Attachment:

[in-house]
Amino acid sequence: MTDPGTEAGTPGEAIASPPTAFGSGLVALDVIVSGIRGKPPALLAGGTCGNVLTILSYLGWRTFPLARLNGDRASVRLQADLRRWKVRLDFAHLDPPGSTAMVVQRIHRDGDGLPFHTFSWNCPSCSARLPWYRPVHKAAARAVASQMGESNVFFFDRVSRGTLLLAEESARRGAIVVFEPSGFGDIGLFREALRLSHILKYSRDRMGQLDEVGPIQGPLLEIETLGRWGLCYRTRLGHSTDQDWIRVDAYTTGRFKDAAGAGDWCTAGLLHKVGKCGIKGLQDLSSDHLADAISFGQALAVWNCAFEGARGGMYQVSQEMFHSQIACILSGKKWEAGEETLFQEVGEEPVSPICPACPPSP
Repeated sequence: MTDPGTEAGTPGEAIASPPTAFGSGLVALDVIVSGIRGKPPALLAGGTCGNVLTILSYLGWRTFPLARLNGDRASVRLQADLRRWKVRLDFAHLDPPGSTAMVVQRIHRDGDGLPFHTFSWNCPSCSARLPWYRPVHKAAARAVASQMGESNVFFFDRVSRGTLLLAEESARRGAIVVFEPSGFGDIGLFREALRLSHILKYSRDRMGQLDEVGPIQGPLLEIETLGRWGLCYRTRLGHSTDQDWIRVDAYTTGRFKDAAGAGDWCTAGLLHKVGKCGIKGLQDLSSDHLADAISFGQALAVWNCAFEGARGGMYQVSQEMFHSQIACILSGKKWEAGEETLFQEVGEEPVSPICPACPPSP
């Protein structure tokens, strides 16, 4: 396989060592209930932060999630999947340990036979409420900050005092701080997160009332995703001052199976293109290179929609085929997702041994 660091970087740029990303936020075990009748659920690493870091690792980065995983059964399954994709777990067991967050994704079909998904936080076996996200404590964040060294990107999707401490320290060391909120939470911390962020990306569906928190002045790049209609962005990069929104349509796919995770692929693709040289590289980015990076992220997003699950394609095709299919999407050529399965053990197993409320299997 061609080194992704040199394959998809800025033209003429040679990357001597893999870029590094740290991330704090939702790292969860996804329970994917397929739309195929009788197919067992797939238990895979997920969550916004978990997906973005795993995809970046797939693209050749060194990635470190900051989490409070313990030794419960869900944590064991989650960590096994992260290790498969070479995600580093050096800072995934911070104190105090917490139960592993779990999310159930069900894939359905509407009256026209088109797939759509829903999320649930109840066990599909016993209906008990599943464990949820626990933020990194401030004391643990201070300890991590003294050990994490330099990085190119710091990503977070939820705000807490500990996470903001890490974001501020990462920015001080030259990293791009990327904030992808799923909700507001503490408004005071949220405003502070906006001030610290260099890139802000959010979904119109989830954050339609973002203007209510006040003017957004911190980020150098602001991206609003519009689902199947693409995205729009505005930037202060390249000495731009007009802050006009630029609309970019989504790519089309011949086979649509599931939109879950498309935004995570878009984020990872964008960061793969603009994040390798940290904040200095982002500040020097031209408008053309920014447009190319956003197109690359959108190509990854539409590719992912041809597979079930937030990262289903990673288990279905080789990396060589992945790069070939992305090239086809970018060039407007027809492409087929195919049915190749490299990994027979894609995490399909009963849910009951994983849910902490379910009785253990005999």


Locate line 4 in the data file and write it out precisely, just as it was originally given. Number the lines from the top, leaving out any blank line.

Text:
């Protein structure tokens, strides 16, 4: 396989060592209930932060999630999947340990036979409420900050005092701080997160009332995703001052199976293109290179929609085929997702041994 660091970087740029990303936020075990009748659920690493870091690792980065995983059964399954994709777990067991967050994704079909998904936080076996996200404590964040060294990107999707401490320290060391909120939470911390962020990306569906928190002045790049209609962005990069929104349509796919995770692929693709040289590289980015990076992220997003699950394609095709299919999407050529399965053990197993409320299997 061609080194992704040199394959998809800025033209003429040679990357001597893999870029590094740290991330704090939702790292969860996804329970994917397929739309195929009788197919067992797939238990895979997920969550916004978990997906973005795993995809970046797939693209050749060194990635470190900051989490409070313990030794419960869900944590064991989650960590096994992260290790498969070479995600580093050096800072995934911070104190105090917490139960592993779990999310159930069900894939359905509407009256026209088109797939759509829903999320649930109840066990599909016993209906008990599943464990949820626990933020990194401030004391643990201070300890991590003294050990994490330099990085190119710091990503977070939820705000807490500990996470903001890490974001501020990462920015001080030259990293791009990327904030992808799923909700507001503490408004005071949220405003502070906006001030610290260099890139802000959010979904119109989830954050339609973002203007209510006040003017957004911190980020150098602001991206609003519009689902199947693409995205729009505005930037202060390249000495731009007009802050006009630029609309970019989504790519089309011949086979649509599931939109879950498309935004995570878009984020990872964008960061793969603009994040390798940290904040200095982002500040020097031209408008053309920014447009190319956003197109690359959108190509990854539409590719992912041809597979079930937030990262289903990673288990279905080789990396060589992945790069070939992305090239086809970018060039407007027809492409087929195919049915190749490299990994027979894609995490399909009963849910009951994983849910902490379910009785253990005999």